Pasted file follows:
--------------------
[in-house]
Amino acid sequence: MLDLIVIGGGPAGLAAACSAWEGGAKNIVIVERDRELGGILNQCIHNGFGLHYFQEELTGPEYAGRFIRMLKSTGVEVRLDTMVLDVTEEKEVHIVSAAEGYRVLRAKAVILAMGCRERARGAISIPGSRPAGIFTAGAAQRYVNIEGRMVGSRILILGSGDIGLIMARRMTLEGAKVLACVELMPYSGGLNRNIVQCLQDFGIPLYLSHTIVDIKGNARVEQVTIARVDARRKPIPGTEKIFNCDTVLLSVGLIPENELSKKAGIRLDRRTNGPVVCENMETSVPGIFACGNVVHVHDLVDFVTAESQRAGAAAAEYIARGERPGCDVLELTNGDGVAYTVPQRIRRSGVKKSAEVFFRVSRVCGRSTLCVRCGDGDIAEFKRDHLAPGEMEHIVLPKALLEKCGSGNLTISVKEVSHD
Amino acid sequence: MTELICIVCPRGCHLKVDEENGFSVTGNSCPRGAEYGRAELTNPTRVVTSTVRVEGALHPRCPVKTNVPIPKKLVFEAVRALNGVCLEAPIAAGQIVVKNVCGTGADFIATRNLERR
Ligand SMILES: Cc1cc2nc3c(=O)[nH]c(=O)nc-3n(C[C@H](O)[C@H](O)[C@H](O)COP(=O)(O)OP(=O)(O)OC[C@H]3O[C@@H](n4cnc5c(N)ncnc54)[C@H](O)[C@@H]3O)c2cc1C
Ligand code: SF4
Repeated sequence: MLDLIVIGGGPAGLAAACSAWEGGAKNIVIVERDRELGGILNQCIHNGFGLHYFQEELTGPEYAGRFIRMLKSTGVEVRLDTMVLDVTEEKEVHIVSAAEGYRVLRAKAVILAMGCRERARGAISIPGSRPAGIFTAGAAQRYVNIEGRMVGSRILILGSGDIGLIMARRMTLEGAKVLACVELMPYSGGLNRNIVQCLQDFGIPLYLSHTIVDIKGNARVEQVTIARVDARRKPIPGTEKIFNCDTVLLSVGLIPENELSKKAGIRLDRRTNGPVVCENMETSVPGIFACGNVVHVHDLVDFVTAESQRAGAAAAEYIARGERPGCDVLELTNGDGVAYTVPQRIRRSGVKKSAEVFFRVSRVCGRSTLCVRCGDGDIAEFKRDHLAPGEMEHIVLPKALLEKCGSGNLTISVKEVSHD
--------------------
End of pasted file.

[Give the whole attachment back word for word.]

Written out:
[in-house]
Amino acid sequence: MLDLIVIGGGPAGLAAACSAWEGGAKNIVIVERDRELGGILNQCIHNGFGLHYFQEELTGPEYAGRFIRMLKSTGVEVRLDTMVLDVTEEKEVHIVSAAEGYRVLRAKAVILAMGCRERARGAISIPGSRPAGIFTAGAAQRYVNIEGRMVGSRILILGSGDIGLIMARRMTLEGAKVLACVELMPYSGGLNRNIVQCLQDFGIPLYLSHTIVDIKGNARVEQVTIARVDARRKPIPGTEKIFNCDTVLLSVGLIPENELSKKAGIRLDRRTNGPVVCENMETSVPGIFACGNVVHVHDLVDFVTAESQRAGAAAAEYIARGERPGCDVLELTNGDGVAYTVPQRIRRSGVKKSAEVFFRVSRVCGRSTLCVRCGDGDIAEFKRDHLAPGEMEHIVLPKALLEKCGSGNLTISVKEVSHD
Amino acid sequence: MTELICIVCPRGCHLKVDEENGFSVTGNSCPRGAEYGRAELTNPTRVVTSTVRVEGALHPRCPVKTNVPIPKKLVFEAVRALNGVCLEAPIAAGQIVVKNVCGTGADFIATRNLERR
Ligand SMILES: Cc1cc2nc3c(=O)[nH]c(=O)nc-3n(C[C@H](O)[C@H](O)[C@H](O)COP(=O)(O)OP(=O)(O)OC[C@H]3O[C@@H](n4cnc5c(N)ncnc54)[C@H](O)[C@@H]3O)c2cc1C
Ligand code: SF4
Repeated sequence: MLDLIVIGGGPAGLAAACSAWEGGAKNIVIVERDRELGGILNQCIHNGFGLHYFQEELTGPEYAGRFIRMLKSTGVEVRLDTMVLDVTEEKEVHIVSAAEGYRVLRAKAVILAMGCRERARGAISIPGSRPAGIFTAGAAQRYVNIEGRMVGSRILILGSGDIGLIMARRMTLEGAKVLACVELMPYSGGLNRNIVQCLQDFGIPLYLSHTIVDIKGNARVEQVTIARVDARRKPIPGTEKIFNCDTVLLSVGLIPENELSKKAGIRLDRRTNGPVVCENMETSVPGIFACGNVVHVHDLVDFVTAESQRAGAAAAEYIARGERPGCDVLELTNGDGVAYTVPQRIRRSGVKKSAEVFFRVSRVCGRSTLCVRCGDGDIAEFKRDHLAPGEMEHIVLPKALLEKCGSGNLTISVKEVSHD